How to Improve Your Home’s Indoor Air Quality

According to the Environmental Protection Agency, the air inside homes is often more polluted than the air outside. Contaminants like dirt, dust, pet dander, pollen, and volatile organic compounds can accumulate. They often lead to eye irritation, sore throats, dizziness, fatigue, rashes, headaches, and other health problems. You can improve your Bossier City, Louisiana, home’s indoor air quality (IAQ) by taking steps such as using ventilation, adding a UV air purifier, installing a conventional air purifier, and maintaining your HVAC system.

Using Ventilation

Newer homes usually have plenty of insulation to make them more efficient. However, contaminants can easily accumulate inside over time. Opening doors and windows when the weather is pleasant and having exhaust fans installed in your bathrooms and bedrooms can keep your indoor air quality high.

To avoid wasting energy, you can also use an energy recovery ventilator (ERV). It works like a heat pump to transfer heat toward incoming fresh air in winter and cool it in summer. You can also get rid of bad smells or volatile organic compounds (VOCs). These chemicals include benzene, acetone, formaldehyde, and toluene. They’re in many air fresheners and cleaning products, and your HVAC system’s air filter can’t remove them. Ventilation can help you avoid health problems like headaches, fatigue, dizziness, and sore throats.

Adding a UV Air Purifier

UV air purifiers use ultraviolet light to damage the DNA of bacteria, fungi, viruses, and dust mites. They use UVC light which is usually blocked by the atmosphere. It has a shorter wavelength than the UVA or UVB light that causes sunburn, and it can keep many small organisms from reproducing. That way, you can prevent biological growth that could harm your home’s indoor air quality and damage your HVAC system, your ductwork, and the rest of your home.

You can have a professional like Pioneer Comfort Systems attach a coil sterilization light to the inside of your HVAC system’s air handler, or you can have an air sterilization light installed in your ductwork. Both types of UV air purifiers can prevent illnesses and help you save energy. You should change the UV light about once per year to keep it working well.

Installing a Conventional Air Purifier

Traditional air purifiers or air cleaners use air filters similar to the ones in HVAC systems to catch pollutants. The filters can trap the small particles and microorganisms that standard HVAC filters miss, and they can make people with asthma or allergies more comfortable. They can also reduce dust, help your HVAC system save energy, and prevent inconvenient, costly breakdowns.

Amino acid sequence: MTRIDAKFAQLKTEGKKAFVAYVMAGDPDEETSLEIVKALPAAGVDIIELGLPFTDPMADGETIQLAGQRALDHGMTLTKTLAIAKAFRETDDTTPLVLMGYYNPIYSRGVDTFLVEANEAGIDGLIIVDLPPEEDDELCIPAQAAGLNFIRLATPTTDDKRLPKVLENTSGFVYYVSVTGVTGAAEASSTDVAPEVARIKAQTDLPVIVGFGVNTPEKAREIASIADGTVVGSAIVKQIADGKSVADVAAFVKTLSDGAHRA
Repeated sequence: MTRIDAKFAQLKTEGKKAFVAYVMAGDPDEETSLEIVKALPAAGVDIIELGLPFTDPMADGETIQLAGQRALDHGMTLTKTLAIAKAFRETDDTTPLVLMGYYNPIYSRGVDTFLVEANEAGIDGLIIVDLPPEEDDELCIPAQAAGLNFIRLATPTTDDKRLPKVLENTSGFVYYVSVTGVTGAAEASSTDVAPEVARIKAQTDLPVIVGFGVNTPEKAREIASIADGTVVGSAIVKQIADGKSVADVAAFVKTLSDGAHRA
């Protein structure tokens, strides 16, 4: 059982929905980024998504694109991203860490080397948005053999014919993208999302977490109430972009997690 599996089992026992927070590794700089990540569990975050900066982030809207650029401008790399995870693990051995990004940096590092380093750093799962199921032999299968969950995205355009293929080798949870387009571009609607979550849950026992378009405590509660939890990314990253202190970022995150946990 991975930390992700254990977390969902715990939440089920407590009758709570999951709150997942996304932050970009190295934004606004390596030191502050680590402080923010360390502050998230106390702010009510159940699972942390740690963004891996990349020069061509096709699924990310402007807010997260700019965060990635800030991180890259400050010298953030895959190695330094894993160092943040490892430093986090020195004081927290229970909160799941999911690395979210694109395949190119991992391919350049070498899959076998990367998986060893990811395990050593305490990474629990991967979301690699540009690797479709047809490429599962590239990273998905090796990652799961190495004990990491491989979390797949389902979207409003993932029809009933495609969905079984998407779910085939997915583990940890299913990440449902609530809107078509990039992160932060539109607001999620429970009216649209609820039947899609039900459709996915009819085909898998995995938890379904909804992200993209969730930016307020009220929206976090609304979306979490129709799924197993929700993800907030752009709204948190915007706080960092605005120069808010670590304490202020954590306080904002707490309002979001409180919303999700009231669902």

You can choose a small, inexpensive portable unit that can work on one or two rooms at once, or you can have a whole-home air purifier installed inline with your HVAC system. To keep your air purifier working well, change the air filter once per month, along with your HVAC system’s filter.

Maintaining Your HVAC System

To catch problems before they become severe, have your heater and air conditioner inspected by an expert HVAC technician in fall and spring. You should also check your air registers and your ductwork for dirt or dust and have them cleaned if needed. Just remove one of your air registers and place a damp washcloth or paper towel on the side of the duct. If you can easily attract dirt or dust, you should have your ductwork cleaned by a professional.

Make sure that carpeting and furniture aren’t blocking your air registers, and keep shrubs and other vegetation away from your outdoor unit. If you see grass clippings, leaves, or other debris on the top, rinse it off with a garden hose. You can also protect your outdoor unit by adding an awning. It will also conserve energy by providing shade in summer.

Pioneer Comfort Systems has more than 55 years of heating, cooling, plumbing, and indoor air quality experience. We can help you keep yourself and your family comfortable, and we get the job done right the first time. We’re aware of manufacturers’ recommendations as well as state, local, and federal building codes. For excellent, friendly service, call us anytime at 318-795-8000.

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